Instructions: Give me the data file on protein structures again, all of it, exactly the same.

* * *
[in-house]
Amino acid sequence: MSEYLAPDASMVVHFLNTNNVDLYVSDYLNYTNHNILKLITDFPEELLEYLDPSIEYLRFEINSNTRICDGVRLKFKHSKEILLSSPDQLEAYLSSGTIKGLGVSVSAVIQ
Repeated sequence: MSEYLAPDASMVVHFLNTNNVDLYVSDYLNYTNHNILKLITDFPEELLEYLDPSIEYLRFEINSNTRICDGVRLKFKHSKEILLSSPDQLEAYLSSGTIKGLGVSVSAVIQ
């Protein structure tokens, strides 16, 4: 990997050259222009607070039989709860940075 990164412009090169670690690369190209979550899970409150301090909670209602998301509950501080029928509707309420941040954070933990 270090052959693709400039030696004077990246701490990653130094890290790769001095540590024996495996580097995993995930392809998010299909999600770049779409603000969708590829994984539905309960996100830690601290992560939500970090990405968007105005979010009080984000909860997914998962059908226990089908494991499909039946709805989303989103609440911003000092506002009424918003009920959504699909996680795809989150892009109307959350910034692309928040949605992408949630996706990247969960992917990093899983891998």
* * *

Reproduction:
[in-house]
Amino acid sequence: MSEYLAPDASMVVHFLNTNNVDLYVSDYLNYTNHNILKLITDFPEELLEYLDPSIEYLRFEINSNTRICDGVRLKFKHSKEILLSSPDQLEAYLSSGTIKGLGVSVSAVIQ
Repeated sequence: MSEYLAPDASMVVHFLNTNNVDLYVSDYLNYTNHNILKLITDFPEELLEYLDPSIEYLRFEINSNTRICDGVRLKFKHSKEILLSSPDQLEAYLSSGTIKGLGVSVSAVIQ
């Protein structure tokens, strides 16, 4: 990997050259222009607070039989709860940075 990164412009090169670690690369190209979550899970409150301090909670209602998301509950501080029928509707309420941040954070933990 270090052959693709400039030696004077990246701490990653130094890290790769001095540590024996495996580097995993995930392809998010299909999600770049779409603000969708590829994984539905309960996100830690601290992560939500970090990405968007105005979010009080984000909860997914998962059908226990089908494991499909039946709805989303989103609440911003000092506002009424918003009920959504699909996680795809989150892009109307959350910034692309928040949605992408949630996706990247969960992917990093899983891998």